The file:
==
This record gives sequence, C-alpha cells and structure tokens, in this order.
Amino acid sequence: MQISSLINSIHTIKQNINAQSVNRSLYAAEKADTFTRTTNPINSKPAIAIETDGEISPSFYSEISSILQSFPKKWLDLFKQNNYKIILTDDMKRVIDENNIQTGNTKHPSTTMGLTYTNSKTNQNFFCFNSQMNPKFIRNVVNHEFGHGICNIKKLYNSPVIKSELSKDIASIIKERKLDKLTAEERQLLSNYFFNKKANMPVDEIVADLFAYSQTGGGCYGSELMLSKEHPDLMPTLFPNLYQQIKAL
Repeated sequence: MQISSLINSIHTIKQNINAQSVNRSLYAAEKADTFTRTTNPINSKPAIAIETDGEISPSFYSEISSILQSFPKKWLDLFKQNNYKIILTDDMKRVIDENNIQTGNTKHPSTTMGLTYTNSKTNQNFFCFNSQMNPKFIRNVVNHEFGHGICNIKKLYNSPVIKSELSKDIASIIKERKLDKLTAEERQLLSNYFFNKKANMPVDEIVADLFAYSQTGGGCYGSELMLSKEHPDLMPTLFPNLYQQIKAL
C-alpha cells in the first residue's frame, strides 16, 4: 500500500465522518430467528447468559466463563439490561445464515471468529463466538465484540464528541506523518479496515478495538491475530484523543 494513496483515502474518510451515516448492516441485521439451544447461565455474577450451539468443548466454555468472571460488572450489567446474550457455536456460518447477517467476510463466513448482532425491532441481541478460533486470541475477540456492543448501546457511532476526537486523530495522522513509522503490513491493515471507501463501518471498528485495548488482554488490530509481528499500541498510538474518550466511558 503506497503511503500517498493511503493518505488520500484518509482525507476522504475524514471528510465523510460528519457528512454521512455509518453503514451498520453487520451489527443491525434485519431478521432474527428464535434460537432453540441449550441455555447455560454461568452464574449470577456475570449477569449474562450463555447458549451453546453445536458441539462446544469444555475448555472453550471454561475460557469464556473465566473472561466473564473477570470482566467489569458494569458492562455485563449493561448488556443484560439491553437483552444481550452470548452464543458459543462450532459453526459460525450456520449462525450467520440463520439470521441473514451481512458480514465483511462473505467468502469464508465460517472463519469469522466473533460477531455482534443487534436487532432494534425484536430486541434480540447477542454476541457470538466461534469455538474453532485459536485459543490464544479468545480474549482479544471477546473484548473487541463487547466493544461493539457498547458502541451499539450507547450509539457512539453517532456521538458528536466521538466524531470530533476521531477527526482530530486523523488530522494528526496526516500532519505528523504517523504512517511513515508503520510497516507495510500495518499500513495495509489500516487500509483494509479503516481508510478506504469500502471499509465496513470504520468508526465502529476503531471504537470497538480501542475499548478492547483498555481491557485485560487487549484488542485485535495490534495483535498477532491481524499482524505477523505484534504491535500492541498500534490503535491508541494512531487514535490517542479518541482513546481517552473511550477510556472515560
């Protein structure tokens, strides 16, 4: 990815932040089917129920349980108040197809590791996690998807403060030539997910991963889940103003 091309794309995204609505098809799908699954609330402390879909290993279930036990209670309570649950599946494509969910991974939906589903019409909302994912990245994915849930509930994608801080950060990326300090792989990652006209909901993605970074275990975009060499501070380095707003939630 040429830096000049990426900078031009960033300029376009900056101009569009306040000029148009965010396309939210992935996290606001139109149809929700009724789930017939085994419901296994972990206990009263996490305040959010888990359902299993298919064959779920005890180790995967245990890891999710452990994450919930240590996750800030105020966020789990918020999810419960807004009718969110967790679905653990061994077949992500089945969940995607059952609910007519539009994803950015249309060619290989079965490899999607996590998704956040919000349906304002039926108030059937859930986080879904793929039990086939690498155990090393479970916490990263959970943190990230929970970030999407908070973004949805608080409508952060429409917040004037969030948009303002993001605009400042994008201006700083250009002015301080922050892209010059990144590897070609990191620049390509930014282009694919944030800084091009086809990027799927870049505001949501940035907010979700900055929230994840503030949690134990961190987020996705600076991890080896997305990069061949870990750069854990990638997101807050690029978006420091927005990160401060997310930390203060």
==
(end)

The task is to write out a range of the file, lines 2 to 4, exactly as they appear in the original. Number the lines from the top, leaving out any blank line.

Amino acid sequence: MQISSLINSIHTIKQNINAQSVNRSLYAAEKADTFTRTTNPINSKPAIAIETDGEISPSFYSEISSILQSFPKKWLDLFKQNNYKIILTDDMKRVIDENNIQTGNTKHPSTTMGLTYTNSKTNQNFFCFNSQMNPKFIRNVVNHEFGHGICNIKKLYNSPVIKSELSKDIASIIKERKLDKLTAEERQLLSNYFFNKKANMPVDEIVADLFAYSQTGGGCYGSELMLSKEHPDLMPTLFPNLYQQIKAL
Repeated sequence: MQISSLINSIHTIKQNINAQSVNRSLYAAEKADTFTRTTNPINSKPAIAIETDGEISPSFYSEISSILQSFPKKWLDLFKQNNYKIILTDDMKRVIDENNIQTGNTKHPSTTMGLTYTNSKTNQNFFCFNSQMNPKFIRNVVNHEFGHGICNIKKLYNSPVIKSELSKDIASIIKERKLDKLTAEERQLLSNYFFNKKANMPVDEIVADLFAYSQTGGGCYGSELMLSKEHPDLMPTLFPNLYQQIKAL
C-alpha cells in the first residue's frame, strides 16, 4: 500500500465522518430467528447468559466463563439490561445464515471468529463466538465484540464528541506523518479496515478495538491475530484523543 494513496483515502474518510451515516448492516441485521439451544447461565455474577450451539468443548466454555468472571460488572450489567446474550457455536456460518447477517467476510463466513448482532425491532441481541478460533486470541475477540456492543448501546457511532476526537486523530495522522513509522503490513491493515471507501463501518471498528485495548488482554488490530509481528499500541498510538474518550466511558 503506497503511503500517498493511503493518505488520500484518509482525507476522504475524514471528510465523510460528519457528512454521512455509518453503514451498520453487520451489527443491525434485519431478521432474527428464535434460537432453540441449550441455555447455560454461568452464574449470577456475570449477569449474562450463555447458549451453546453445536458441539462446544469444555475448555472453550471454561475460557469464556473465566473472561466473564473477570470482566467489569458494569458492562455485563449493561448488556443484560439491553437483552444481550452470548452464543458459543462450532459453526459460525450456520449462525450467520440463520439470521441473514451481512458480514465483511462473505467468502469464508465460517472463519469469522466473533460477531455482534443487534436487532432494534425484536430486541434480540447477542454476541457470538466461534469455538474453532485459536485459543490464544479468545480474549482479544471477546473484548473487541463487547466493544461493539457498547458502541451499539450507547450509539457512539453517532456521538458528536466521538466524531470530533476521531477527526482530530486523523488530522494528526496526516500532519505528523504517523504512517511513515508503520510497516507495510500495518499500513495495509489500516487500509483494509479503516481508510478506504469500502471499509465496513470504520468508526465502529476503531471504537470497538480501542475499548478492547483498555481491557485485560487487549484488542485485535495490534495483535498477532491481524499482524505477523505484534504491535500492541498500534490503535491508541494512531487514535490517542479518541482513546481517552473511550477510556472515560